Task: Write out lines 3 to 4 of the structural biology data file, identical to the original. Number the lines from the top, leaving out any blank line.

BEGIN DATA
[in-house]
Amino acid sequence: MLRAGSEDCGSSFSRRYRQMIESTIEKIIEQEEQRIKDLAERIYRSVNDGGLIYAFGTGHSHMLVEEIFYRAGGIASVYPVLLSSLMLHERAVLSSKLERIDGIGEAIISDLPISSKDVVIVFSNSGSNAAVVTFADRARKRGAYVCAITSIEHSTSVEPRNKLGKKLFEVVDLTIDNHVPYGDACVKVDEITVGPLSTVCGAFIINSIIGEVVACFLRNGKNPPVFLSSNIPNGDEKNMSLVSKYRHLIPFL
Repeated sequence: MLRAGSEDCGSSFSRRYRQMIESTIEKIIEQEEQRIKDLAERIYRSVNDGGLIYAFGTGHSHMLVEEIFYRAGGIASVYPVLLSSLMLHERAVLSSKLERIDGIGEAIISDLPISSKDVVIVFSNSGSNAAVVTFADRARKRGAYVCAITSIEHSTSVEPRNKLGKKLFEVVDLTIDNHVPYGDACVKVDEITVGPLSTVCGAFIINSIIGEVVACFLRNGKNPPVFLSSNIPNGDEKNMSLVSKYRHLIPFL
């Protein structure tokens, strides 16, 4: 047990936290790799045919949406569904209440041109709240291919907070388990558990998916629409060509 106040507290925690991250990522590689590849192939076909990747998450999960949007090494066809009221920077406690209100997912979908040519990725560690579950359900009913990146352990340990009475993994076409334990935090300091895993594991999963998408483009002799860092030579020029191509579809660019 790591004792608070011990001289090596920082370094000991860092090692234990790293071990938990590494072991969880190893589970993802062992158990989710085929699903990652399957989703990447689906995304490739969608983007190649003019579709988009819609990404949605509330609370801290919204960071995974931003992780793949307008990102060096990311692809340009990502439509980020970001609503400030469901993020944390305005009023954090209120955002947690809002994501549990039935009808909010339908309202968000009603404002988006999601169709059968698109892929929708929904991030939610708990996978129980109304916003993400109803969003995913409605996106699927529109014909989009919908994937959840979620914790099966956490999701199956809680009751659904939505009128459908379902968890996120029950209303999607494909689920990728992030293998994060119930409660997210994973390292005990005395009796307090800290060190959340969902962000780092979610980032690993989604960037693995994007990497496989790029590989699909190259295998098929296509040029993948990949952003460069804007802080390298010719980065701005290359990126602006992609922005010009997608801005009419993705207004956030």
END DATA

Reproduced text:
Repeated sequence: MLRAGSEDCGSSFSRRYRQMIESTIEKIIEQEEQRIKDLAERIYRSVNDGGLIYAFGTGHSHMLVEEIFYRAGGIASVYPVLLSSLMLHERAVLSSKLERIDGIGEAIISDLPISSKDVVIVFSNSGSNAAVVTFADRARKRGAYVCAITSIEHSTSVEPRNKLGKKLFEVVDLTIDNHVPYGDACVKVDEITVGPLSTVCGAFIINSIIGEVVACFLRNGKNPPVFLSSNIPNGDEKNMSLVSKYRHLIPFL
């Protein structure tokens, strides 16, 4: 047990936290790799045919949406569904209440041109709240291919907070388990558990998916629409060509 106040507290925690991250990522590689590849192939076909990747998450999960949007090494066809009221920077406690209100997912979908040519990725560690579950359900009913990146352990340990009475993994076409334990935090300091895993594991999963998408483009002799860092030579020029191509579809660019 790591004792608070011990001289090596920082370094000991860092090692234990790293071990938990590494072991969880190893589970993802062992158990989710085929699903990652399957989703990447689906995304490739969608983007190649003019579709988009819609990404949605509330609370801290919204960071995974931003992780793949307008990102060096990311692809340009990502439509980020970001609503400030469901993020944390305005009023954090209120955002947690809002994501549990039935009808909010339908309202968000009603404002988006999601169709059968698109892929929708929904991030939610708990996978129980109304916003993400109803969003995913409605996106699927529109014909989009919908994937959840979620914790099966956490999701199956809680009751659904939505009128459908379902968890996120029950209303999607494909689920990728992030293998994060119930409660997210994973390292005990005395009796307090800290060190959340969902962000780092979610980032690993989604960037693995994007990497496989790029590989699909190259295998098929296509040029993948990949952003460069804007802080390298010719980065701005290359990126602006992609922005010009997608801005009419993705207004956030």